Column: Falcons are content just winning, baby

Al Davis would’ve loved these Atlanta Falcons.

All they do is win, baby.

Sure, it’s rarely with a lot of flare.

Who cares?

There’s no voters to impress or computers to win over in the

NFL.

”Style points don’t get you a ring,” linebacker Mike Peterson

was saying the other day, holding court beside his locker before

practice. ”Our goal is way bigger than pleasing the media or

winning with style points. We’ve got some hefty goals. Everyone

knows about them.”

For this team, it’s Super Bowl or bust.

With each grind-it-out win – seven of the triumphs on their 11-1

mark have been by seven points or less – the Falcons are looking

more and more like a team that can finally bring the A-T-L its

first Super Bowl championship. Don’t listen to the skeptics, who

seem to think the inability to blow out teams is a sign of

vulnerability.

The Falcons are perfectly content to win by one or two or three

points, as they should be, especially when they see what happened

this past week. The 49ers losing at St. Louis. The Super Bowl

champion Giants falling to Washington. The Bears getting tripped up

at home by Seattle.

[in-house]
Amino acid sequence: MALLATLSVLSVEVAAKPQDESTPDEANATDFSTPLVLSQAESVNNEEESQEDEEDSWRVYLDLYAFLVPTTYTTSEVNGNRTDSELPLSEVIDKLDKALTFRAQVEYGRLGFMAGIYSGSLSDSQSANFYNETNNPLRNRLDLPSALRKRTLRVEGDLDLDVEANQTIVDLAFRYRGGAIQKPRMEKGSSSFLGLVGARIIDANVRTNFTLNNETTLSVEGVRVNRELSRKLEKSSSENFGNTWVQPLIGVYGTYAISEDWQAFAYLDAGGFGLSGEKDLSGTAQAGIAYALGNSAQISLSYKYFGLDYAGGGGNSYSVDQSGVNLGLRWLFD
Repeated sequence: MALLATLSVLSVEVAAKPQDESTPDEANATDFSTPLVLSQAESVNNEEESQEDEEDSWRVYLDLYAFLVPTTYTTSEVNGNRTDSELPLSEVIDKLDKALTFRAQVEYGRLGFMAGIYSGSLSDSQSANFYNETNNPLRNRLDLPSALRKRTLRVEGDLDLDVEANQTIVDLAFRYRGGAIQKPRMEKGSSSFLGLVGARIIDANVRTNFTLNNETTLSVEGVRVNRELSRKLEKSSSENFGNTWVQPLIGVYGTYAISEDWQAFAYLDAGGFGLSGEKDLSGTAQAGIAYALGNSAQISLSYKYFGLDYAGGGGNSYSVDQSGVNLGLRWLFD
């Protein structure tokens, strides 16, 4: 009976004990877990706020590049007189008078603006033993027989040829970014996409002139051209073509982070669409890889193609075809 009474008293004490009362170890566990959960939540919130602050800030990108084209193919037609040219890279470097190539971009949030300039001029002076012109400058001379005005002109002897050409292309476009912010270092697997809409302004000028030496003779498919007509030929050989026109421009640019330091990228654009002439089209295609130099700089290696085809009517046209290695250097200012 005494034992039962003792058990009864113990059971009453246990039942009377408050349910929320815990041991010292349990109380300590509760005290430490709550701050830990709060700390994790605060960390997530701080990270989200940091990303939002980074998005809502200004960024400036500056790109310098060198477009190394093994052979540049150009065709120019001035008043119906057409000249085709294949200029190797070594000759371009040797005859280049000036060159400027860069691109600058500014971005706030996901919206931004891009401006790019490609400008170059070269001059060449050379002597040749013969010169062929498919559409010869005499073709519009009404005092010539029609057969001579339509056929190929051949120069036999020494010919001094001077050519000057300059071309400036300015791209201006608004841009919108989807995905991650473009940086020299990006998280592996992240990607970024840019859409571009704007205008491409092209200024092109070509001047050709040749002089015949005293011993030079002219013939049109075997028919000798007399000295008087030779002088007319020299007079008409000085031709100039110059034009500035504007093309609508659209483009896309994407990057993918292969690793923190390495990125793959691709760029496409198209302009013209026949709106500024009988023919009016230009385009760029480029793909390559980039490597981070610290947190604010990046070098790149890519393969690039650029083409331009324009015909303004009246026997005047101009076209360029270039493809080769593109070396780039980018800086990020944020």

Just win, baby.

”There’s no doormats in this league,” offensive guard Justin

Blalock points out. ”If you’re not playing well, you can be made

to look pretty stupid in any game. They’re not all going to be

pretty. But we do our best to make sure we come out on top. At the

end of the day, hardly anyone is going remember any games in

September or October.”

What they will remember is January.

The playoff-bound Falcons are carrying a troublesome monkey on

their back; actually, more like a gorilla. Atlanta has made the

postseason three of the last four years. All three times, they

lasted about as long as Snooki at a Mensa meeting, including a

blowout loss at home to Aaron Rodgers and the Green Bay Packers as

the NFC’s top seed during the 2010 season.

In all likelihood, the Falcons (11-1) will be in that No. 1 spot

again, even if hardly anyone seems to think they’re the NFL’s best

team. They’ve already locked up their division and hold a 2 1/2

game lead over the next-best team in the conference with just four

weeks to go.

So, why should people believe this team – with many of the same

guys from the last three playoff flops – is suddenly going to shake

its reputation as chokers?

For one, the Falcons have displayed impressive versatility. Some

weeks, quarterback Matt Ryan has carried the Falcons on his sturdy

right arm, taking advantage of perhaps the game’s most impressive

trio of receivers (Roddy White, Julio Jones and Hall of Famer-to-be

Tony Gonzalez). Other times, it’s the defense that provides the big

plays, as was the case in Atlanta’s most recent victory over New

Orleans. With Ryan and the offense struggling, the defense picked

off Drew Brees a career-high five times and ended his record

touchdown pass streak at 54 consecutive games.

”You’ve got to find a way to get it done,” Ryan says. ”That’s